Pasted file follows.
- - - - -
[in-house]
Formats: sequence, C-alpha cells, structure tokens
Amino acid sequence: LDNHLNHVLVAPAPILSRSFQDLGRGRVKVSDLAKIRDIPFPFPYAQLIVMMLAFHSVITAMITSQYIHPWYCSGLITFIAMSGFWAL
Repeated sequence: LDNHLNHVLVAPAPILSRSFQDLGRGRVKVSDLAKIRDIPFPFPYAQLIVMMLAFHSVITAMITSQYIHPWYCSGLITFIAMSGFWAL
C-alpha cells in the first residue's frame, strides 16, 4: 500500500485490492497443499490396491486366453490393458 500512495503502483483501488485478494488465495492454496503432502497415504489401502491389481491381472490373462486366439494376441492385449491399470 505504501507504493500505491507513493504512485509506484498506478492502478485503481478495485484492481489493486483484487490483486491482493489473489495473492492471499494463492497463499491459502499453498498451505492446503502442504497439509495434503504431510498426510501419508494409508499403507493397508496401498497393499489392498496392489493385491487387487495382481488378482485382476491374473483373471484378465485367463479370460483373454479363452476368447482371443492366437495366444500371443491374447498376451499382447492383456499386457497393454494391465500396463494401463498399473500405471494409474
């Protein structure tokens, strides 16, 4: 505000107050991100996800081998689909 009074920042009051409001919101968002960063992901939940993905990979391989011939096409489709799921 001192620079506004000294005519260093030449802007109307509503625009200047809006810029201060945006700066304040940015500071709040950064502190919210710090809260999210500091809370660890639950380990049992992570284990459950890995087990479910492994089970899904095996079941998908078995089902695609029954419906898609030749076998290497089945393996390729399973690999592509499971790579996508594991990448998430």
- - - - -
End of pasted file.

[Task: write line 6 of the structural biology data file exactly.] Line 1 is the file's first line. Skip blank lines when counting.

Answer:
């Protein structure tokens, strides 16, 4: 505000107050991100996800081998689909 009074920042009051409001919101968002960063992901939940993905990979391989011939096409489709799921 001192620079506004000294005519260093030449802007109307509503625009200047809006810029201060945006700066304040940015500071709040950064502190919210710090809260999210500091809370660890639950380990049992992570284990459950890995087990479910492994089970899904095996079941998908078995089902695609029954419906898609030749076998290497089945393996390729399973690999592509499971790579996508594991990448998430």